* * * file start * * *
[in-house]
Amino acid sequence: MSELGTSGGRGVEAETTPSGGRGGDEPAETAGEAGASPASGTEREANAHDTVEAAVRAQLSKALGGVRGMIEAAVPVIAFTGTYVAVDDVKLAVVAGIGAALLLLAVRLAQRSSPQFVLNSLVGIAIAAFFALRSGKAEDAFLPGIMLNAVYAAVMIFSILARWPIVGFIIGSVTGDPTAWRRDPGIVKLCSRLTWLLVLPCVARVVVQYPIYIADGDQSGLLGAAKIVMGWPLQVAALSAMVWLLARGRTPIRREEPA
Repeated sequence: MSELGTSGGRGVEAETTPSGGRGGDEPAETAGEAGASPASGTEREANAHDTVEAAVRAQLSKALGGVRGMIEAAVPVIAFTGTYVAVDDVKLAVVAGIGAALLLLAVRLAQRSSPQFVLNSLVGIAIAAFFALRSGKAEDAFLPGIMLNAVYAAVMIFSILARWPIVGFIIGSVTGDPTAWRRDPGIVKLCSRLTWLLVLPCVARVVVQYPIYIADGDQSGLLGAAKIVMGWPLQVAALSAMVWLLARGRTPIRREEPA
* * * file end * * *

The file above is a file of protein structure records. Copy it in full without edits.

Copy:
[in-house]
Amino acid sequence: MSELGTSGGRGVEAETTPSGGRGGDEPAETAGEAGASPASGTEREANAHDTVEAAVRAQLSKALGGVRGMIEAAVPVIAFTGTYVAVDDVKLAVVAGIGAALLLLAVRLAQRSSPQFVLNSLVGIAIAAFFALRSGKAEDAFLPGIMLNAVYAAVMIFSILARWPIVGFIIGSVTGDPTAWRRDPGIVKLCSRLTWLLVLPCVARVVVQYPIYIADGDQSGLLGAAKIVMGWPLQVAALSAMVWLLARGRTPIRREEPA
Repeated sequence: MSELGTSGGRGVEAETTPSGGRGGDEPAETAGEAGASPASGTEREANAHDTVEAAVRAQLSKALGGVRGMIEAAVPVIAFTGTYVAVDDVKLAVVAGIGAALLLLAVRLAQRSSPQFVLNSLVGIAIAAFFALRSGKAEDAFLPGIMLNAVYAAVMIFSILARWPIVGFIIGSVTGDPTAWRRDPGIVKLCSRLTWLLVLPCVARVVVQYPIYIADGDQSGLLGAAKIVMGWPLQVAALSAMVWLLARGRTPIRREEPA